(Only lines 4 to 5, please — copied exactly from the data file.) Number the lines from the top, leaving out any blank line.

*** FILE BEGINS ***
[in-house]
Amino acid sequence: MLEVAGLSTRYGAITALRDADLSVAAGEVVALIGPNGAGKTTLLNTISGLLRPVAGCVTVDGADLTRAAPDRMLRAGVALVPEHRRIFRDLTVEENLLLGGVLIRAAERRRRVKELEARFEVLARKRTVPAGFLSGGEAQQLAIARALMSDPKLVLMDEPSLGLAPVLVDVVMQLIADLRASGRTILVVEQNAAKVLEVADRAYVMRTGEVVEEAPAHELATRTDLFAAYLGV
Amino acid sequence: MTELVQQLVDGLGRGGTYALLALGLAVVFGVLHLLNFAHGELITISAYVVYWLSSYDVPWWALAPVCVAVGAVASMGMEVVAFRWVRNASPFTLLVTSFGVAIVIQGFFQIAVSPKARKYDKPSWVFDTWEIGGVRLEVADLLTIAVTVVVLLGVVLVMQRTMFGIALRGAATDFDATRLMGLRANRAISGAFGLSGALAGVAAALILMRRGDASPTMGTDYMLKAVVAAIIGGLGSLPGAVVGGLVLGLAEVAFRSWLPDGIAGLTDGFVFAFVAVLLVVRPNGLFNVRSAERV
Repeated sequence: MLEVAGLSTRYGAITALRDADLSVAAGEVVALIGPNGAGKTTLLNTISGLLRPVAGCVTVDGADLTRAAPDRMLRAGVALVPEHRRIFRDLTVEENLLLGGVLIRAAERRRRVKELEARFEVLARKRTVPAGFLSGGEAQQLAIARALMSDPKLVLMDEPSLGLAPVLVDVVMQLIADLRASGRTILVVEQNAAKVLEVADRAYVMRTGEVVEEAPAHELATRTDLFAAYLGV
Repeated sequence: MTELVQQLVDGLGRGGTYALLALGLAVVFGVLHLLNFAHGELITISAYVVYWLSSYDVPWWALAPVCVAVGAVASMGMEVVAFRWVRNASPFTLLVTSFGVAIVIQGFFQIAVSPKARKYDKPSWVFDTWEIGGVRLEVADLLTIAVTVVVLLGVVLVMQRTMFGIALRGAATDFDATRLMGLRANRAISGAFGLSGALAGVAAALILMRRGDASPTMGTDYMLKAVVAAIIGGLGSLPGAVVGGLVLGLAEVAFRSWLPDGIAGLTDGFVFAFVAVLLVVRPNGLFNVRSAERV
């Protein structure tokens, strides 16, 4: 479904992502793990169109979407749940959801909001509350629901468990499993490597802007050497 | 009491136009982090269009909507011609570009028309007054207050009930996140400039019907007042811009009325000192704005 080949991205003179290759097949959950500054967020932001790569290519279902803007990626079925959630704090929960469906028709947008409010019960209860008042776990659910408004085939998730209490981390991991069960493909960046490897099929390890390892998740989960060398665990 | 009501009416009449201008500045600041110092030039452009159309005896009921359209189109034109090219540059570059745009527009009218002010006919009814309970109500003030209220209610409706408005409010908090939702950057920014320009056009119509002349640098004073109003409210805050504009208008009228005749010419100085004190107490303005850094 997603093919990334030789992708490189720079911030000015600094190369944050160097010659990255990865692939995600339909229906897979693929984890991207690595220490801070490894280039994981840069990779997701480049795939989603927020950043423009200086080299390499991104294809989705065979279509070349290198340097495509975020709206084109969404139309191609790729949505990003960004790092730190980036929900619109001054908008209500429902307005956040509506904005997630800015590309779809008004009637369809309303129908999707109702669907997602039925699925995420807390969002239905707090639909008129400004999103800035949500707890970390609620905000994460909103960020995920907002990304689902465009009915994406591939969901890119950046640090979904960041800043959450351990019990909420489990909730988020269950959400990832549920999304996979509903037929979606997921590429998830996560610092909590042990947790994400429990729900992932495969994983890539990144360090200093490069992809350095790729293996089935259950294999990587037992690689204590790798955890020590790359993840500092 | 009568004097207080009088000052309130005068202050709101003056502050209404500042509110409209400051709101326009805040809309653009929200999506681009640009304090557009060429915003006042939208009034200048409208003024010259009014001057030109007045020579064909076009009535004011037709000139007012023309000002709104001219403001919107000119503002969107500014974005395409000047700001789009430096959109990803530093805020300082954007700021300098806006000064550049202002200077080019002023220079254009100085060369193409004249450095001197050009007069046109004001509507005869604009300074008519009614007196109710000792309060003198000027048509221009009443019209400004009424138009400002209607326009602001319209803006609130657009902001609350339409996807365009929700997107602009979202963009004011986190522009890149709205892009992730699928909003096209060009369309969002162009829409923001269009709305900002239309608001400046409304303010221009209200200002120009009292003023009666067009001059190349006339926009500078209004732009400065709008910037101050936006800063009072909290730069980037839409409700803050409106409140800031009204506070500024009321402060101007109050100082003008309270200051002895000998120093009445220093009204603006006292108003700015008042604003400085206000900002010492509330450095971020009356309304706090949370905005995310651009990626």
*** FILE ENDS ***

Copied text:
Repeated sequence: MLEVAGLSTRYGAITALRDADLSVAAGEVVALIGPNGAGKTTLLNTISGLLRPVAGCVTVDGADLTRAAPDRMLRAGVALVPEHRRIFRDLTVEENLLLGGVLIRAAERRRRVKELEARFEVLARKRTVPAGFLSGGEAQQLAIARALMSDPKLVLMDEPSLGLAPVLVDVVMQLIADLRASGRTILVVEQNAAKVLEVADRAYVMRTGEVVEEAPAHELATRTDLFAAYLGV
Repeated sequence: MTELVQQLVDGLGRGGTYALLALGLAVVFGVLHLLNFAHGELITISAYVVYWLSSYDVPWWALAPVCVAVGAVASMGMEVVAFRWVRNASPFTLLVTSFGVAIVIQGFFQIAVSPKARKYDKPSWVFDTWEIGGVRLEVADLLTIAVTVVVLLGVVLVMQRTMFGIALRGAATDFDATRLMGLRANRAISGAFGLSGALAGVAAALILMRRGDASPTMGTDYMLKAVVAAIIGGLGSLPGAVVGGLVLGLAEVAFRSWLPDGIAGLTDGFVFAFVAVLLVVRPNGLFNVRSAERV